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Here's how Indian cinema is scripting a success story in China

The golden run of Akshay Kumar's Toilet: Ek Prem Katha, released in China as Toilet Hero, is the latest testament.


Indian stories, riding high on star power and universal themes, and splashed with hues of myriad emotions, are finding their way into China, winning hearts and the box office game too.

Be it Aamir Khan's Dangal (2016), Irrfan Khan's Hindi Medium (2017), Salman Khan's Bajrangi Bhaijaan (2015) or SS Rajamouli's mega hit Baahubali: The Conclusion (2017) — the stories and treatment might be different, but they are all hitting the right notes in China.

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The golden run of Akshay Kumar's Toilet: Ek Prem Katha (2017), released in China as Toilet Hero, is the latest testament.

Toilet Hero made over Rs15 crore at the Chinese box office on its opening day. The movie, which deals with the subject of sanitation and the need for toilets, hit 4,300 screens in China, according to Reliance Entertainment, which released it in the country.

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"The market for Indian films has suddenly grown there. It is a long-drawn effort, but a new phase was initiated by Aamir Khan. They have expanded their horizons of Indian films being exported in their country," film and trade business analyst Girish Johar told IANS.

China has a limited quota on foreign films, but Indian films are making inroads into the market one after another. The two countries also have a joint production agreement, of which Kung Fu Yoga was a result.

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Even Chinese president Xi Jinping had said during Indian prime minister Narendra Modi's visit in April that it would be a good idea if more Indian films come to China.

Trade expert Taran Adarsh tweeted: "About time content-driven, non-Hindi films also eye this huge market."

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According to a 2018 Ficci-EY report on India's media and entertainment sector, some Indian films have outperformed collections in China as compared to India.

"The China collection of Secret Superstar (2016) was Rs7.5 billion as compared to India collection which was Rs 0.6 billion," the report said of the movie, which narrates the ordeal of a girl trying to follow her dream to become a singer. It was "the first Indian film to score a revenue-sharing release under China's quota system".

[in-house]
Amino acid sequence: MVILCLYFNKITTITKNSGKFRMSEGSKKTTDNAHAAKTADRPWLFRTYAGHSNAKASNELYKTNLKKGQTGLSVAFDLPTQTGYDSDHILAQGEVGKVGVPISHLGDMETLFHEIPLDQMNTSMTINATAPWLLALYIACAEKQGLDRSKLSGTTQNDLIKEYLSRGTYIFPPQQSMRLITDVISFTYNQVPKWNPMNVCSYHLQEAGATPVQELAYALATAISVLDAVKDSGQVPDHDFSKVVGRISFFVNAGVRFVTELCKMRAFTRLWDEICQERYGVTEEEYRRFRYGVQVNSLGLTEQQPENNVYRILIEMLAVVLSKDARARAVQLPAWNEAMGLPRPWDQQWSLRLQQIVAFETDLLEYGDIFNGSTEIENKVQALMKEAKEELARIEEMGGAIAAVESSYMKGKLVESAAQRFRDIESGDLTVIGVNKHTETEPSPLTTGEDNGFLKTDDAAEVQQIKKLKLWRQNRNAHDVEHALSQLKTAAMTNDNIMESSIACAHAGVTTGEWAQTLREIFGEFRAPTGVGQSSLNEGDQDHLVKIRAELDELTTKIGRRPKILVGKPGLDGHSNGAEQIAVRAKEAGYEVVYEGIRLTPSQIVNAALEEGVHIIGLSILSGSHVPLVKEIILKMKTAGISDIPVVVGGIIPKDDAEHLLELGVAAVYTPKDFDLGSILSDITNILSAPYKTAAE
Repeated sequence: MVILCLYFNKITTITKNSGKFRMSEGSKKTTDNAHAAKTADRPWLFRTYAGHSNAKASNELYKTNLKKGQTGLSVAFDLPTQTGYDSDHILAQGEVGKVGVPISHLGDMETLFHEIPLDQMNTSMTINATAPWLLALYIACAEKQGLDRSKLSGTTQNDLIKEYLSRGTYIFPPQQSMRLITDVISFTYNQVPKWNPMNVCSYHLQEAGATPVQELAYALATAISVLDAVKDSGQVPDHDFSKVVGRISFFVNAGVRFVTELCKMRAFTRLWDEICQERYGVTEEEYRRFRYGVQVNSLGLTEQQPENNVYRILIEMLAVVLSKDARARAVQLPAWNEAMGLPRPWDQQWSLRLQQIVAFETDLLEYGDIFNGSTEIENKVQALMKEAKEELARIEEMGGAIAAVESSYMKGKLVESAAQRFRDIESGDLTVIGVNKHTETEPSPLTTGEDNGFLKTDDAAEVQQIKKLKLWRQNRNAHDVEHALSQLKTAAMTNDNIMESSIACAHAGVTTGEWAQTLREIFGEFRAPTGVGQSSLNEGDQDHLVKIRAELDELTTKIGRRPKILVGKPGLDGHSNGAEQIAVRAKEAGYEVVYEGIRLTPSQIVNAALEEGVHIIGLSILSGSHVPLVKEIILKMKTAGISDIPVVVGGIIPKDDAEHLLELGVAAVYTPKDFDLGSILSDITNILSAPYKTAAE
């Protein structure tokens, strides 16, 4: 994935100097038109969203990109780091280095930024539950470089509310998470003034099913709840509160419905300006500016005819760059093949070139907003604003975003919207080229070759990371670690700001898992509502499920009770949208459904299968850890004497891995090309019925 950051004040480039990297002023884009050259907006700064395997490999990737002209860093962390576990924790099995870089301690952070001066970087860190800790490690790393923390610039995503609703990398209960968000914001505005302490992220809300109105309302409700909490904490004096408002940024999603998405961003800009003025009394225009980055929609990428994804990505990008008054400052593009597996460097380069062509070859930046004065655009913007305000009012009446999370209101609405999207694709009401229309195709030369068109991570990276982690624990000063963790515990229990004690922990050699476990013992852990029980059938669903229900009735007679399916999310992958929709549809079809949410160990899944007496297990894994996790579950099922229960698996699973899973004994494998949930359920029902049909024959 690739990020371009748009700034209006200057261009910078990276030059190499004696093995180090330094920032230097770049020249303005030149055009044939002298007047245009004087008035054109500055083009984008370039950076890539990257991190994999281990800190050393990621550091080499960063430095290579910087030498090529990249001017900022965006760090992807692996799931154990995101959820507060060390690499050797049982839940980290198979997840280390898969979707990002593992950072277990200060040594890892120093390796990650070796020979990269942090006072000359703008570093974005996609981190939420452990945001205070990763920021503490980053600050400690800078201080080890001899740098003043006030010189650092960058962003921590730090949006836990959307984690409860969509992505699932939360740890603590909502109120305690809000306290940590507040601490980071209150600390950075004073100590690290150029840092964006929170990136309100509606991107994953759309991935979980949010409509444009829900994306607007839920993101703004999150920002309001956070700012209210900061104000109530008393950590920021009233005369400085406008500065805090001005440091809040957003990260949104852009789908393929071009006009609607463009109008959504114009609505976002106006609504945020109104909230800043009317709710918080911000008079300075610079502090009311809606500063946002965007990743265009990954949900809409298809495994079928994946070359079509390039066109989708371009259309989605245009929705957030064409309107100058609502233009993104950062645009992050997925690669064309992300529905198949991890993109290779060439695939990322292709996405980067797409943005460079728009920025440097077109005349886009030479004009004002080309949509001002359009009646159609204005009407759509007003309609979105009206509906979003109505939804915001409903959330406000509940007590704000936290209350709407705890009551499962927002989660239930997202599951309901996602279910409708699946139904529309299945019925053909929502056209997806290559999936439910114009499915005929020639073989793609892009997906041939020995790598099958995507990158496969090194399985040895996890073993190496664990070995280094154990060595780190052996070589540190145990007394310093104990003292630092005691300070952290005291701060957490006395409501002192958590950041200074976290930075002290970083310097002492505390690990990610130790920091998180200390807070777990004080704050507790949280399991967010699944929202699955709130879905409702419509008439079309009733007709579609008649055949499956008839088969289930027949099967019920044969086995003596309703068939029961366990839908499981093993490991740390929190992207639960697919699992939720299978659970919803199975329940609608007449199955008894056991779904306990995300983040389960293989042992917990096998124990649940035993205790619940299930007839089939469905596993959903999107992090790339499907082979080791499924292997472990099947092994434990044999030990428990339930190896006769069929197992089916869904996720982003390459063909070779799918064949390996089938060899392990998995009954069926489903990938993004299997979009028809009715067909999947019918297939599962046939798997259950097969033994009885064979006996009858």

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Dangal (2015), about breaking gender stereotypes, earned over Rs1,000 crore in China, becoming the highest-grossing Indian movie in the Middle Kingdom.

Salman's heart-warming Bajrangi Bhaijaan (2015), bringing alive the quest of an Indian man taking a mute Pakistani girl back to her nation, had raked in Rs18 crore on its opening day on 2 March, and minted over Rs150 crore till 11 March.

"The mixture of right content, right distribution company and seriousness showcased by the Chinese market for Bollywood has encouraged the business. Chinese companies are supportive while promoting films by mixing known local talent and Bollywood talents," said Kumar Ahuja, president - business development, Eros International Media.

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"The big reason that Indian films are doing well in China is because the country has more screens. In 2011, China had around 9,000 screens. Now, it has more than 50,000, hundreds of them in towns with a million-plus population. The audience is now familiar with Indian actors after many successful releases which is helping to make way for Indian films in China," Ahuja added.

Both Aamir and Salman feel it's a "good market" for Indian cinema.

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Decoding the film business, Ming Chuan, film critic, Beijing, told IANS: "My initial impression of Indian movies came from 3 Idiots (2009) in which I could sense a similarity between Indian society and Chinese society.

"The unique element of songs and dances looks very exotic to me and it's also the reason that Chinese people started to notice Indian movies."

Ming added: "Chinese people can see themselves in Indian movies and empathise with them, especially the social issues touched upon by the films. This is probably because both nations have huge populations and people have to compete for limited resources".

Even Johar believes the issues that Indian films have raised connect the two nations.

"Indian movies can tell the heavy truth with a comedic touch so that Chinese audience can have a light-hearted time in the cinema," Beijing-based Ning Yi said, adding that knowledge about India, however, is limited in China.

"Most news about India in China is focused on trade and politics and quite little about India's robust culture and exchange in the civil society among the two. As the leaders of the two countries have had the recent détente in Wuhan, China, I think more Indian movies will enter Chinese market as a trickle-down effect from the official rapprochement.

"Most importantly, I hope more Indian films can give Chinese audience a more vivid picture of Indian people and life and let the exchange of the two nations go beyond just politics and trade," said the 29-year-old.

China's bond with Hindi will only grow stronger in the future as Johar predicts "it will be a major revenue churner for us".

— The story is written by Sugandha Rawal with inputs from IANS China correspondent Gaurav Sharma